Curator: Bernard Tschumi Architects
Duration: March 13 – June 19, 2016
Organizer: Power Station of Art, Shanghai
Supported by: Pro Helvetia Shanghai, VACHERON CONSTANTIN
Bernard Tschumi: Concept and Notation, the first Chinese retrospective of the legend Swiss architect opened in Shanghai. This exhibition is supported by Pro Helvetia Shanghai at Power Station of Art.
Bernard Tschumi: Concept and Notation explores Tschumi’s multi-identities as a theorist, educator, and architect, showing around 350 pieces of important sketches, manuscripts, collages, models. Many of which are displayed in public for the first time.
Tschumi’s approach is described in five thematic and chronological chapters: Space and Event; Program, Juxtaposition, and Superimposition; Vectors and Envelopes; Concept, Context, Content; and Concept-Forms.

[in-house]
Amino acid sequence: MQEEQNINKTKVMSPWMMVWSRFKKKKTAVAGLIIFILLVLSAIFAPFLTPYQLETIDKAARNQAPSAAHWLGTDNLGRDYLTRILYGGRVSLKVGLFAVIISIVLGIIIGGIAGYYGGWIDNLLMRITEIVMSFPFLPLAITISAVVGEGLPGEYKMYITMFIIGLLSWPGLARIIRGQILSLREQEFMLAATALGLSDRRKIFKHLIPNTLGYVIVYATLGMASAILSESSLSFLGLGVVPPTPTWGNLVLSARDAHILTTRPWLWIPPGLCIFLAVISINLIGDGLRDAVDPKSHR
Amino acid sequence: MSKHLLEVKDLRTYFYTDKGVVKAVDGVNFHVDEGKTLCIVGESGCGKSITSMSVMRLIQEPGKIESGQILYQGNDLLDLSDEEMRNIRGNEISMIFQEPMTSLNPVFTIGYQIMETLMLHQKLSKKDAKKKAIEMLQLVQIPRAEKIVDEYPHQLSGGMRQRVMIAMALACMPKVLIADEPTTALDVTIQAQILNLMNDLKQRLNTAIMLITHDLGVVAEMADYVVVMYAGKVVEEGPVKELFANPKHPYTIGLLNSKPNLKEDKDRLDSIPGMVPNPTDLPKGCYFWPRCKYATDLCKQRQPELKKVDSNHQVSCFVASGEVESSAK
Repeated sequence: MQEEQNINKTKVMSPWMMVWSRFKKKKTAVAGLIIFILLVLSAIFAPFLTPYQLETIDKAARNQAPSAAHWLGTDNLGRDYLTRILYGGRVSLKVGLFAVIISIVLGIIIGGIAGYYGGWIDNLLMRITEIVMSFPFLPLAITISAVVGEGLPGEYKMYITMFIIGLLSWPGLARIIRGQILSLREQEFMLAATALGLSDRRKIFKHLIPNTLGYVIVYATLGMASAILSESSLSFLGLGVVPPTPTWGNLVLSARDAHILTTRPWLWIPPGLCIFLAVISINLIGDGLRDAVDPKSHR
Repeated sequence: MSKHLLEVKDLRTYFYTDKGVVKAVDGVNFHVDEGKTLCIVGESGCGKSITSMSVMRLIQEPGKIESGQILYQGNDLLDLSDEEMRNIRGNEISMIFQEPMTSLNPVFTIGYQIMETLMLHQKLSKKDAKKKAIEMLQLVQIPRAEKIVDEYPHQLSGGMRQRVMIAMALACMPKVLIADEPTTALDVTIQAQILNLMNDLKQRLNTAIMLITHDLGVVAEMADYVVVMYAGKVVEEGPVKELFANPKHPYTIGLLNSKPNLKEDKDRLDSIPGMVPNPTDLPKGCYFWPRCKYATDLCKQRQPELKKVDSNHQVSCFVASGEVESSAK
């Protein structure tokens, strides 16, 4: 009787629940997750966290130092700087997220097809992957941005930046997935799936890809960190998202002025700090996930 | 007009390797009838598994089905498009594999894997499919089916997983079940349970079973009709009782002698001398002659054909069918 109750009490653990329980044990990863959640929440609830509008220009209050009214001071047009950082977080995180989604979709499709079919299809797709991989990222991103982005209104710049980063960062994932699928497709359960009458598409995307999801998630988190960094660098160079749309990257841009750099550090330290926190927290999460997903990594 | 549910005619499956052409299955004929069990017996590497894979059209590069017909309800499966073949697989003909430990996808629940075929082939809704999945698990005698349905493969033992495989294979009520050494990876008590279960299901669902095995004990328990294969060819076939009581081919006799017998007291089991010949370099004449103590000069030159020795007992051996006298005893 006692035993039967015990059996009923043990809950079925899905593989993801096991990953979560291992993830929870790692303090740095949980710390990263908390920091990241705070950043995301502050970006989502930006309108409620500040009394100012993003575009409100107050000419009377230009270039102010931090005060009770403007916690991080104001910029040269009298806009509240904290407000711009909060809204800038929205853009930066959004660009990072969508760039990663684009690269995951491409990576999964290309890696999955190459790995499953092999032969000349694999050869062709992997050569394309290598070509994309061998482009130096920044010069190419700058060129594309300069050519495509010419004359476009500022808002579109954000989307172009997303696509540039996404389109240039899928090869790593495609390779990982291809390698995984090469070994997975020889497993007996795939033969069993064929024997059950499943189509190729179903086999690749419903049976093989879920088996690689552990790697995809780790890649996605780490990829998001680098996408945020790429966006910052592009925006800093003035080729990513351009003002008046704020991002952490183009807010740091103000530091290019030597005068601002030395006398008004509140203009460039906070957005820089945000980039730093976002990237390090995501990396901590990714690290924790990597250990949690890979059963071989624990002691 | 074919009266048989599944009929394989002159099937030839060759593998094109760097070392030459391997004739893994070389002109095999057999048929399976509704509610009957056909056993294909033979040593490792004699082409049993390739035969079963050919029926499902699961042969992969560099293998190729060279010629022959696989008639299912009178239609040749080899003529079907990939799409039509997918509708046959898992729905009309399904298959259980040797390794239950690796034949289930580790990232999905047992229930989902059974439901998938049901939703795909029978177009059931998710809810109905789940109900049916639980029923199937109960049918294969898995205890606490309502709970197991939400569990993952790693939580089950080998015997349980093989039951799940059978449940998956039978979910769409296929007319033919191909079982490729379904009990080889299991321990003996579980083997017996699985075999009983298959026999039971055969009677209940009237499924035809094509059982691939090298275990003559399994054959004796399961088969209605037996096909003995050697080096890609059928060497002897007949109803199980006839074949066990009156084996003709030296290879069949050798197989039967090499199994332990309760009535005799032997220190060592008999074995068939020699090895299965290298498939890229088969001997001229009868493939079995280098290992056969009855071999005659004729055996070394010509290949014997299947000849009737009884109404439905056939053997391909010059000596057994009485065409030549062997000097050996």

The exhibition brings into focus Tschumi’s insistence that architecture, before becoming the knowledge of form or even visual effect, is first and foremost a form of knowledge.
Bernard Tschumi is a world-renowned architect, writer, and educator. Born in Switzerland, he now works and lives in New York City and Paris, and is a certificated architect in both countries. For a long time, Tschumi served as the dean of Columbia University’s Graduate School of Architecture, Planning and Preservation. He has practiced in both New York and Paris, and often wins awards in major design competitions around the world. His fresh design ideas have brought big impacts to the architectural field around the world.
His notable projects include the Parc de la Villette in Paris, France, the Tokyo National Theater, the Vacheron-Constantin Headquarters and Manufacturing Center, the New Acropolis Museum in Athens, Greece, and the Museum for African Art. In addition, Tschumi is also an author of theoretical publications, and has held joint exhibitions with other architects. His fresh and unique architectural ideas have had great influences on the new-generation architects.
(Image courtesy of Bernard Tschumi Architects, provided by Power Station of Art, Shanghai)